Media release by Premier Alan Winde on the removal of Albert Fritz | Western Cape Government


Media release by Premier Alan Winde on the removal of Albert Fritz

1 March 2022

Media release by Premier Alan Winde on the removal of Albert Fritz from the provincial cabinet

This morning I informed Albert Fritz of my decision to remove him from the provincial executive cabinet, effective immediately.

I made this decision after receiving a report from Adv Jennifer Williams following the finalisation of her independent investigation to test the veracity of several allegations that were made against him, which led to his suspension last month.

The investigation report was submitted to me on Sunday evening. I have considered the content, and a meeting with Adv Williams and our own legal team took place yesterday afternoon, where we discussed it and I sought further clarity.

Having gone through this report carefully, it is clear to me that Mr Fritz is not a fit and proper person to hold any position in my executive council. He has therefore been removed, in line with the powers vested in me by the Constitution.

The independent investigation found, on considering the totality of the evidence, that:

  • there is sufficient credibility in the allegations of sexual misconduct;
  • there is sufficient credibility in the allegations of alcohol abuse; and
  • there is sufficient evidence of Mr Fritz creating an environment that is conducive to sexual harassment, or alternatively, taking advantage of young women sexually.

I am extremely angry at what appears to be verifiable incidences of serious sexual misconduct by him, in circumstances which in and of themselves were inappropriate. 

That it is by someone who has been tasked to protect our youth and our communities, is to me unfathomable.  It is a shocking violation of his oath of office and the principles of our constitutional democracy.

This is the starkest reminder of the pervasiveness of gender based violence at all levels of our society, and that every single one of us – from President, to Premier, from CEO, to father, mother, brother, sister or friend – have a role to play to end it.

We acknowledge the bravery of the complainants who came forward, who have suffered immense anxiety. It is important that the manner in which these allegations are dealt with does not disempower them.

Background and terms of reference:

After receiving statements from complainants alleging sexual misconduct by Mr Fritz, I immediately initiated an independent, external investigation through the State Attorney’s office. Adv Jennifer Williams was accordingly appointed.

The terms of reference were for Adv Williams to assess the factual correctness of the allegations that were made against Mr Fritz and to produce a report which could inform  my decision as Premier regarding the credibility of the allegations. The terms of reference required the process to be fair both to Mr Fritz and to the complainants.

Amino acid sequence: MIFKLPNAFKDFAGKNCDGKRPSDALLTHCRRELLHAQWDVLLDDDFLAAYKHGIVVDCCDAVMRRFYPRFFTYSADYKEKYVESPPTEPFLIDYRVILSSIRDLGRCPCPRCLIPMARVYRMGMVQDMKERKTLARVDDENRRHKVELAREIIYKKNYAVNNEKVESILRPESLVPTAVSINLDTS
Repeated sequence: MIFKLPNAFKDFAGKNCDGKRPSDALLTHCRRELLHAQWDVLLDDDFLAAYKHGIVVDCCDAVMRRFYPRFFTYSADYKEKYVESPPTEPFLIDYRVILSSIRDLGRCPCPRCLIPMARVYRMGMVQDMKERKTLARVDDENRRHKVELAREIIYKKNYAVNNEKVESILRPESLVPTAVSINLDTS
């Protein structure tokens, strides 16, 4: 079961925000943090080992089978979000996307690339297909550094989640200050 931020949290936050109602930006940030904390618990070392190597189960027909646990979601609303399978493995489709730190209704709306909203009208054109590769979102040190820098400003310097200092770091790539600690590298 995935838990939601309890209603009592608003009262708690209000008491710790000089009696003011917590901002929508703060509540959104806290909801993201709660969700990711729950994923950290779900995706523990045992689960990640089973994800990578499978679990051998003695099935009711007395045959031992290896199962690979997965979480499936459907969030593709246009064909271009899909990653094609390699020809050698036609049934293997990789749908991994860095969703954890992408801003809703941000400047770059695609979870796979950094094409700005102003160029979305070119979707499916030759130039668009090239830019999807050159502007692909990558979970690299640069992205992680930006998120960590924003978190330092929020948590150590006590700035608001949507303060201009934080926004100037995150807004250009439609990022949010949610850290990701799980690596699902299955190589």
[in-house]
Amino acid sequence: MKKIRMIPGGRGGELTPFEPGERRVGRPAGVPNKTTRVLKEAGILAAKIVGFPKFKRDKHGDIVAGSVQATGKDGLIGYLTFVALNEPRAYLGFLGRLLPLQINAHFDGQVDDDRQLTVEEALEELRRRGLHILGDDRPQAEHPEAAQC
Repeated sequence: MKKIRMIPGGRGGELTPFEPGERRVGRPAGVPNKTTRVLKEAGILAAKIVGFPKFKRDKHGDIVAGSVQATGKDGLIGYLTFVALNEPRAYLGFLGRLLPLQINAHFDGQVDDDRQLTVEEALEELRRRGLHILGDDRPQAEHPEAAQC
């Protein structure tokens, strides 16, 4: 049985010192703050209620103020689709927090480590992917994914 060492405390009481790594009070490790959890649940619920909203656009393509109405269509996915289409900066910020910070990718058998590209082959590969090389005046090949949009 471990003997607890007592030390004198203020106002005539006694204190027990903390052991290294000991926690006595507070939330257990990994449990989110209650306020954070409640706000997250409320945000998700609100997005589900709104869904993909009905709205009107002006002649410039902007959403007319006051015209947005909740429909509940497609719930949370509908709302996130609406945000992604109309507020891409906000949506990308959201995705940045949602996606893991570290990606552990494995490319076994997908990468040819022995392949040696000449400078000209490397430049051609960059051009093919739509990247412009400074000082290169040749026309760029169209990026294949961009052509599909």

The allegations against Mr Fritz are (a) sexual misconduct (b) alcohol abuse and (c) grooming, which relates to the creation of circumstances which enabled sexual misconduct.

Following the handover to Adv Williams of the information supplied to me by the complainants (in confidence), I had no further engagement with her until the report was delivered to me on Sunday.

The process:

The allegations considered in this independent investigation were those made by the four complainants who came to me. Two corroborators had also come forward to me. 

Adv Williams notes in her report that in the end she interviewed 18 witnesses in total, including the complainants, collateral witnesses, Mr Fritz, and his own nominated witnesses. During this process, I am informed, the witnesses submitted photographs, emails, videos, text messages and correspondence, which were considered.

Mr Fritz was afforded the opportunity to respond to the allegations. Before doing so, he was provided with a summary of the allegations and a set of general questions arising from the investigation. Mr Fritz provided full responses to the allegations against him and answered all questions.

Mr Fritz denied the allegations.

The conclusion:

Williams found that: “The individual complainants’ versions are consistent, inherently probable and corroborated in material aspects. While the individual stories differ, and this is a factor which militates against a conspiracy, there are common features to the versions of the identified complainants. They are also consistent with the evidence as a whole.”

Further, “there are numerous common threads that flow through the evidence which constitute a pattern. The evidence indicates a sustained culture of the sexual objectivation of women who work in the ministry, underpinned by an indisputable power imbalance. The power differential favours [Mr] Fritz due to his age, position of authority, political connections and gender. [He] appears to be oblivious to the power dynamics at play in his interactions with young female interns/staff.”

Further, “the selection of ‘victims’, the building of trust, the normalising of inappropriate sexually-charged interactions in a work related context, the taking of photographs of the young women and complimenting them on their appearance, the sexual comments, the unpredictable temper outbursts, and public humiliation of the ‘victims’ all have the hallmark of grooming.”

Further, “the availability of alcohol, the pressure [to] drink and removing young women from their comfort zone further enabled [Mr] Fritz’s opportunities for sexual misconduct. It would seem that rather than protecting vulnerable young women from that risk, they were purposely placed in these inappropriate situations and exploited.”